Paul Little at large
Paul Little is a Herald on Sunday columnist

Paul Little: What the Dickens is happening?

Charles Dickens tried - but some Kiwis are still living in Dickensian conditions.
Charles Dickens tried - but some Kiwis are still living in Dickensian conditions.

You have to be a very special author specialising in a particular theme to get your own adjective: Kafka worked out that things were really weird, Shakespeare was obsessed with power, Orwell knew they were watching you. All are relevant today. But if you're looking for the best writerly word to sum up the times in which we live, you really can't go past Dickensian.

It usually goes next to words such as "squalor", "conditions" and "filth". It seems to sum up the state of things rather neatly.

Consider some recent phenomena, from considerably more recently than Dickens' time. More than 5000 people in Havelock North became ill when the town's public water supply became contaminated. According to the Guardian, although national pollution standards allow for one polluted day a year, in 2015 Christchurch had eight such days and Timaru had 26.

Child, Youth and Family told a landlord and grandmother who reported two children living in "a 'filth pile' littered with cigarette butts, dirty dishes and animal and human faeces" that their concerns were not high priority.

A Wellington cleaner who couldn't bring himself to tell his wife that they and their three children were being evicted after falling behind in their rent set fire to the house. He was charged with arson.

Work and Income lent a mother of eight more than $60,000 to cover the cost of emergency accommodation, a sum she had no hope of repaying. She was an extreme example of many similar cases.

An unemployed man living in his car placed an advertisement on a supermarket notice board offering to pay rent if he could park his car in a driveway and use the house's bathroom. Housing New Zealand - which provides housing to people who would otherwise be homeless - applied to evict 2591 of its own tenants in the 12 months to June.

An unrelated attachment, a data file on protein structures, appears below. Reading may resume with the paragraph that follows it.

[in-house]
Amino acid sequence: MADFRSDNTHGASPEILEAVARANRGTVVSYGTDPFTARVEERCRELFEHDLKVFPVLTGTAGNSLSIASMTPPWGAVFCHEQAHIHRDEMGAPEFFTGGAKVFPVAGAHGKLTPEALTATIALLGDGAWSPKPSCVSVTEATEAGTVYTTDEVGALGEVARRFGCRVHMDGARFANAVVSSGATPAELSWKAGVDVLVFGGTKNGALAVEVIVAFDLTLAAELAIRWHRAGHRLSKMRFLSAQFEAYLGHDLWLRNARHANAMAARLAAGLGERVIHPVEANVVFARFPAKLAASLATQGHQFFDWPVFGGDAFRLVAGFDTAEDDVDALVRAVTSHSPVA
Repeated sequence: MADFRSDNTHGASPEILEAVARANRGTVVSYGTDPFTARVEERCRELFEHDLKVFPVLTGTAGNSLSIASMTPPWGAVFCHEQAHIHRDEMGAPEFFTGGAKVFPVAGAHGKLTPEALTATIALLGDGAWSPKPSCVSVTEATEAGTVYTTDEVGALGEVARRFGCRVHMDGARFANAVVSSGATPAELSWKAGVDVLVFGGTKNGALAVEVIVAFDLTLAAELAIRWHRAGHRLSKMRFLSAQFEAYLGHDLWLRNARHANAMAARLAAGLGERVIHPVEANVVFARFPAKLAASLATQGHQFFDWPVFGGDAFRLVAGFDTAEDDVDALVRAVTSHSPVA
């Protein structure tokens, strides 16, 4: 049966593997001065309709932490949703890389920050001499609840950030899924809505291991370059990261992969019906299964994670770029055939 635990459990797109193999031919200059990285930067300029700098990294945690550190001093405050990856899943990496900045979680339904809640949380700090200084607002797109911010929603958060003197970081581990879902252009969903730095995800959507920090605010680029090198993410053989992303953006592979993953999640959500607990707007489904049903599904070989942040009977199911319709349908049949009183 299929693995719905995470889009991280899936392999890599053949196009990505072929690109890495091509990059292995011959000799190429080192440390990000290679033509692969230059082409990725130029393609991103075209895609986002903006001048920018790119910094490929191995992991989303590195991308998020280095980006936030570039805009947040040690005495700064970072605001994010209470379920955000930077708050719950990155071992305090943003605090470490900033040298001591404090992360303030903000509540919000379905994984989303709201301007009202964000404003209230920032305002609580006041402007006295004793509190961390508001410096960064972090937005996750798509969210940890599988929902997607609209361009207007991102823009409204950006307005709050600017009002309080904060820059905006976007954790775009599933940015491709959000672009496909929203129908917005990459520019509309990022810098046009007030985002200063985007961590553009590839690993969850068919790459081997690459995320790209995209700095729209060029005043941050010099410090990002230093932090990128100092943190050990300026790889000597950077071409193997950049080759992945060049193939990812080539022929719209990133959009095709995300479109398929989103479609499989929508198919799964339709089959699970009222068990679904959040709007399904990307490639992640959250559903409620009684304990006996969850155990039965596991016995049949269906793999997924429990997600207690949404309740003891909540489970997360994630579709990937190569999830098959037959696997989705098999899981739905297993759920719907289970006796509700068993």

The Auckland Regional Public Health Service announced that the number of cases of rheumatic fever was 36 per cent higher for the first half of this year compared with the same period last year.

Ashley Peacock, who has autism, was locked up in a mental health unit for all but 90 minutes a day for the past five years.

The Household Net Worth Survey disclosed that 10 per cent of people own 60 per cent of the country's wealth, and 40 per cent own a total of 3 per cent.

In Kaitaia in the Far North - where median personal income was $23,400 at the last Census - six people under 25 committed suicide within three months.

The reason was "a sense of hopelessness and helplessness of the young people", according to a community leader. "They believe the sun isn't going to come up any more."

Lifeline, the free phone helpline for people with mental health and other problems, notably those considering suicide, said it would close after 52 years when the Government said it would not be renewing its contract with the service.

When a paedophile was moved into a house next door to where two girls aged 5 and 6 lived, their parents complained to the Corrections Department.

It recommended that their daughters play where he couldn't see them.

Dickens was a campaigner - he campaigned against, among other things, pollution, child poverty, poor public health, homelessness and the exploitation of women and children. He died nearly 150 years ago.

Great writer, but he doesn't seem to have made much of a difference.

- Herald on Sunday

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